On Saturday, October 27 the Navy Christened its newest nuclear submarine, the USS Minnesota, at the Newport News shipyard in Virginia. To all that viewed the event it appeared to be nothing new, just another submarine being ceremoniously entered into the Navy’s fleet of submarines.
However, the Minnesota, which cost $2.6 billion, is a Virginia Class attack sub and this classification of submarine will some day have the capability to launch an unmanned aerial vehicle (UAV), also referred to as a drone, as well as a mini-submarine.
The Navy is testing mini-UAVs called Switchblade. Rear Adm. Barry Bruner, chief of the undersea warfare section (N97) of the Navy, said at a recent Naval Submarine League Symposium, “You can launch it, you can control it, you can get video feed back to the submarine.”
Rear Adm. Bruner’s enthusiasm may be somewhat premature. After all, the drone and mini submarine are just in the experimental stages. The Navy is working on ways to get these crafts off a submarine and then back on it.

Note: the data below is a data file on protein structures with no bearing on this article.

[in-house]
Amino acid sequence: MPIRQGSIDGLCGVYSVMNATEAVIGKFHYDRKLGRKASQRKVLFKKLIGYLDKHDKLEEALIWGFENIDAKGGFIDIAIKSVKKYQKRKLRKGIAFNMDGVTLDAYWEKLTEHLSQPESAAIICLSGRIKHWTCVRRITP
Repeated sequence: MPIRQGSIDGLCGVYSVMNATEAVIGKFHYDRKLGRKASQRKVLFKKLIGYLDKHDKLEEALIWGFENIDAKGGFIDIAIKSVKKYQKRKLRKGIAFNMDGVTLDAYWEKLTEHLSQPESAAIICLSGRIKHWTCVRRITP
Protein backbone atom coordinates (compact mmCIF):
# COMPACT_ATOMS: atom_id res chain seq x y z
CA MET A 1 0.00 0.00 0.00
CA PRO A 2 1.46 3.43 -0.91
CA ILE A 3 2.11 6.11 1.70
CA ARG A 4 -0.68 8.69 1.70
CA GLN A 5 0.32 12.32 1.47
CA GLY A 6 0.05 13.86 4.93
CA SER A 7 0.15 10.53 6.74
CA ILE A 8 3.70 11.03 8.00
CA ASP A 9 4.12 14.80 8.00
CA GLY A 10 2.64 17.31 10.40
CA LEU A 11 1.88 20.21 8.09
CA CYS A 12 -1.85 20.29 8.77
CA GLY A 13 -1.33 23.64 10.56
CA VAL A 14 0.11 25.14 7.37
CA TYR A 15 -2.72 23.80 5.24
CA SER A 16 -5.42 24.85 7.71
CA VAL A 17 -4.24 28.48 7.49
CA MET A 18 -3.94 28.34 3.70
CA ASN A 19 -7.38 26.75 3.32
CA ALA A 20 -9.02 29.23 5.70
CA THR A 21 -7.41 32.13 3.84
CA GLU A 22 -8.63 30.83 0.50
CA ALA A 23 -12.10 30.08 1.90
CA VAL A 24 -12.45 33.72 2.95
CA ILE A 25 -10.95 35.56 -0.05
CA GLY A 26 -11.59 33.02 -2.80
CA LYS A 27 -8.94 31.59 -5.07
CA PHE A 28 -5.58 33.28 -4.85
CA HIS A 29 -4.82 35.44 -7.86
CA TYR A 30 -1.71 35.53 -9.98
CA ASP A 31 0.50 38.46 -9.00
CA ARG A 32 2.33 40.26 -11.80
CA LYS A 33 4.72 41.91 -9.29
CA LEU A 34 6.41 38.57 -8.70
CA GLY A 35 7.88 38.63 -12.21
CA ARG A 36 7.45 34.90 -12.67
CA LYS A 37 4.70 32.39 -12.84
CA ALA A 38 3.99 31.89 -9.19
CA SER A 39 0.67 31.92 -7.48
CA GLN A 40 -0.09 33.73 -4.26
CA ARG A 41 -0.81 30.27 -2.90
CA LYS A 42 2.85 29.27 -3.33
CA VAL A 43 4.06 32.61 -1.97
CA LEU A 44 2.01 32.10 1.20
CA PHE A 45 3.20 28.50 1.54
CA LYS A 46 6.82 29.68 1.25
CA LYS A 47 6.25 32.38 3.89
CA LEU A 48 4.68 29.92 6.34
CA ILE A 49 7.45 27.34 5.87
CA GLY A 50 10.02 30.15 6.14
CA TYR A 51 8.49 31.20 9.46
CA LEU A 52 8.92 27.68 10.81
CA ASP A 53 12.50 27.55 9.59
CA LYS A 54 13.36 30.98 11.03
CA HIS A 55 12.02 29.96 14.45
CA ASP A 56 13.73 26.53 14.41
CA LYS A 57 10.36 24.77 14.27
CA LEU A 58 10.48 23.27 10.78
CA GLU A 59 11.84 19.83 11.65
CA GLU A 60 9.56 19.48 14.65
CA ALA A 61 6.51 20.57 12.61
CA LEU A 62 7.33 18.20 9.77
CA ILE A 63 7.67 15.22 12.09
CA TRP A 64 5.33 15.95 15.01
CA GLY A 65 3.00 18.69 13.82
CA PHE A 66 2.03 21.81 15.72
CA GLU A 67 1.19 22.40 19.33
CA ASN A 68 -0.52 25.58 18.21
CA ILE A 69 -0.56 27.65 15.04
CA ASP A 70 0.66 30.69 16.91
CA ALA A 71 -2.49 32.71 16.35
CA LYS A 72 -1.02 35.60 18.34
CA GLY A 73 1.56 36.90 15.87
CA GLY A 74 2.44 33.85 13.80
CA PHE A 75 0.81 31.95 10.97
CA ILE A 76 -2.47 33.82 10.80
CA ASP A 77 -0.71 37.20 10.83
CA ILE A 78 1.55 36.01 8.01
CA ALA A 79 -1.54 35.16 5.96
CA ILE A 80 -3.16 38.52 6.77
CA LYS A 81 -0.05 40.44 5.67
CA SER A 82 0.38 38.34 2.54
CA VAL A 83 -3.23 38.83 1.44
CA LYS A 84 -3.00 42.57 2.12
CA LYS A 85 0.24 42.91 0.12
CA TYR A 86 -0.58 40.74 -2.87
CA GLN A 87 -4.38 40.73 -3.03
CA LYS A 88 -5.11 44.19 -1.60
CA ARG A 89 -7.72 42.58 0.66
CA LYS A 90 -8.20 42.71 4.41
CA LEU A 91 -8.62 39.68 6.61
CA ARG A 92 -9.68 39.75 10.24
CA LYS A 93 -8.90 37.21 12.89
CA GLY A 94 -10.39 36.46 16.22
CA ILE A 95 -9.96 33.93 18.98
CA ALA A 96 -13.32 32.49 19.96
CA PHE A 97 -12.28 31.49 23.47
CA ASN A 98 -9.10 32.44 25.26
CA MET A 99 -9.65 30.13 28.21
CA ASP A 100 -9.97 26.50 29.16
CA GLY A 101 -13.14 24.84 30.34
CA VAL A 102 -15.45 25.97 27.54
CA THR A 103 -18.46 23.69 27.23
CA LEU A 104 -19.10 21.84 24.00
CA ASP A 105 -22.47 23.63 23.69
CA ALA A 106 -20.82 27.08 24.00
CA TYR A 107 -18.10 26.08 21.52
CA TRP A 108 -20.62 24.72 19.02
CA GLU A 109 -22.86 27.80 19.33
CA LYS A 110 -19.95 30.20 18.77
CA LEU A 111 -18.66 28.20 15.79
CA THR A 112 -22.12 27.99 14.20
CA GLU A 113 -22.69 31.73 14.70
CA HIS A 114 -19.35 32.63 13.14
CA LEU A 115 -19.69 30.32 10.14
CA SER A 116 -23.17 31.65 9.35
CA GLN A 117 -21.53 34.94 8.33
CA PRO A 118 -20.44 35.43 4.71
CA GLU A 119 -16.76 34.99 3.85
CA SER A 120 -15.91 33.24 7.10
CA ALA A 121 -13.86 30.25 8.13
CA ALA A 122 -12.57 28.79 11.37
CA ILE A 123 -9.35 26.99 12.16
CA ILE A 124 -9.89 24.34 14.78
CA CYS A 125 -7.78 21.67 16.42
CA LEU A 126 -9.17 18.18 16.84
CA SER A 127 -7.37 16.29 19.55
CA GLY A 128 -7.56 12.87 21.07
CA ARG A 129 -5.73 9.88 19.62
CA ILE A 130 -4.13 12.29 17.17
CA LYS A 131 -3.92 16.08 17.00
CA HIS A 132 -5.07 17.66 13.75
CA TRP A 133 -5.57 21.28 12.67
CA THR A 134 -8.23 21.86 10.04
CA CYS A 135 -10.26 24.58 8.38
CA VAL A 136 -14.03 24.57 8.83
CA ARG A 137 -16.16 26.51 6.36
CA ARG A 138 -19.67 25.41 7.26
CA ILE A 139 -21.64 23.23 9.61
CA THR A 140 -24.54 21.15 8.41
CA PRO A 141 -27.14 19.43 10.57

The Minnesota does not have the large diameter launch tubes that would be necessary to launch these crafts. However, it is said that the next generation “Block III” Virginia -class subs, which will be entering service in 2014, will have the ability to accommodate the drone and the mini-sub. However, at this point, no one is sure if the drone or mini-sub will actually be developed once tests are concluded.
It sounds awesome for a submarine to be able to launch a drone and a mini-sub to assist in reconnaissance. They will sure beat the reliance on a periscope. But these systems are not new. Israel has been working on them for more than 20 years.
Having a submarine with the capability of launching a drone and mini-sub that can return is only part of the story. The idea is to connect a lone wolf sub digitally to other submarines, ships, aircraft, and satellites. This concept is called “AirSea Battle.” In short, the submarine fleet will become part of a team. Vice Adm. Michael Conner, Commander of Submarine Forces has said that in such a battle plan, the submarine will be the “wide receivers” with the mission to “more or less get down the field.” What this means is that in peacetime, the submarine could be used for covert reconnaissance. In wartime, it will be a spearhead with the ability to launch cruise missiles to open up enemy defenses to other forces that are not as stealth. Instead of being a lone wolf sinking ships, submarines will become a “part of the bigger picture,” concluded naval historian Norman Polmar.